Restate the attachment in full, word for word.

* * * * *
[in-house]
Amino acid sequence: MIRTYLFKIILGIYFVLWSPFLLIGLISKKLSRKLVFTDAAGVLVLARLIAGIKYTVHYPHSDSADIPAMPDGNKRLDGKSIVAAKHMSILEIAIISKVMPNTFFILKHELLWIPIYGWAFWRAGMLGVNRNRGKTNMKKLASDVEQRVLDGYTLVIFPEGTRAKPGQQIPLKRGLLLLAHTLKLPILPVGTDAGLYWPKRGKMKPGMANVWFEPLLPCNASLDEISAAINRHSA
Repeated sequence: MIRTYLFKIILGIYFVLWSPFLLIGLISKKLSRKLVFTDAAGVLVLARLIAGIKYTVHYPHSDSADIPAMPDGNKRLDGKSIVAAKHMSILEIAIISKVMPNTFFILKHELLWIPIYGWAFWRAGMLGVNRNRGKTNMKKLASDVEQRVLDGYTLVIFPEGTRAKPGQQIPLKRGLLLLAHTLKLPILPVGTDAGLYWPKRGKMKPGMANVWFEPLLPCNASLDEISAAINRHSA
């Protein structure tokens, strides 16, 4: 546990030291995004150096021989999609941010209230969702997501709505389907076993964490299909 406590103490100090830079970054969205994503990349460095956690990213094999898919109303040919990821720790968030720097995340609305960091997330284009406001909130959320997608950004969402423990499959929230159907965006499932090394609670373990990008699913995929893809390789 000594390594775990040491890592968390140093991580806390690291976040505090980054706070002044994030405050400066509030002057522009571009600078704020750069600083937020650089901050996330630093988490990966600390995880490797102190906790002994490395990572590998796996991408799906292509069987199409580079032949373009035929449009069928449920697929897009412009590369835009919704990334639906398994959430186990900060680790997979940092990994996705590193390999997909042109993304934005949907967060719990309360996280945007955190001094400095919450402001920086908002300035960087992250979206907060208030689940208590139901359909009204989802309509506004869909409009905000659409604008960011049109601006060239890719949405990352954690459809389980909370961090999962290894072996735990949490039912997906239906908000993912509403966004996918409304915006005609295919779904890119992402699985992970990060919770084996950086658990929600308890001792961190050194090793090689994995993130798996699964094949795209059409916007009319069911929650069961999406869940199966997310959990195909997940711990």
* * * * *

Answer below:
[in-house]
Amino acid sequence: MIRTYLFKIILGIYFVLWSPFLLIGLISKKLSRKLVFTDAAGVLVLARLIAGIKYTVHYPHSDSADIPAMPDGNKRLDGKSIVAAKHMSILEIAIISKVMPNTFFILKHELLWIPIYGWAFWRAGMLGVNRNRGKTNMKKLASDVEQRVLDGYTLVIFPEGTRAKPGQQIPLKRGLLLLAHTLKLPILPVGTDAGLYWPKRGKMKPGMANVWFEPLLPCNASLDEISAAINRHSA
Repeated sequence: MIRTYLFKIILGIYFVLWSPFLLIGLISKKLSRKLVFTDAAGVLVLARLIAGIKYTVHYPHSDSADIPAMPDGNKRLDGKSIVAAKHMSILEIAIISKVMPNTFFILKHELLWIPIYGWAFWRAGMLGVNRNRGKTNMKKLASDVEQRVLDGYTLVIFPEGTRAKPGQQIPLKRGLLLLAHTLKLPILPVGTDAGLYWPKRGKMKPGMANVWFEPLLPCNASLDEISAAINRHSA
């Protein structure tokens, strides 16, 4: 546990030291995004150096021989999609941010209230969702997501709505389907076993964490299909 406590103490100090830079970054969205994503990349460095956690990213094999898919109303040919990821720790968030720097995340609305960091997330284009406001909130959320997608950004969402423990499959929230159907965006499932090394609670373990990008699913995929893809390789 000594390594775990040491890592968390140093991580806390690291976040505090980054706070002044994030405050400066509030002057522009571009600078704020750069600083937020650089901050996330630093988490990966600390995880490797102190906790002994490395990572590998796996991408799906292509069987199409580079032949373009035929449009069928449920697929897009412009590369835009919704990334639906398994959430186990900060680790997979940092990994996705590193390999997909042109993304934005949907967060719990309360996280945007955190001094400095919450402001920086908002300035960087992250979206907060208030689940208590139901359909009204989802309509506004869909409009905000659409604008960011049109601006060239890719949405990352954690459809389980909370961090999962290894072996735990949490039912997906239906908000993912509403966004996918409304915006005609295919779904890119992402699985992970990060919770084996950086658990929600308890001792961190050194090793090689994995993130798996699964094949795209059409916007009319069911929650069961999406869940199966997310959990195909997940711990």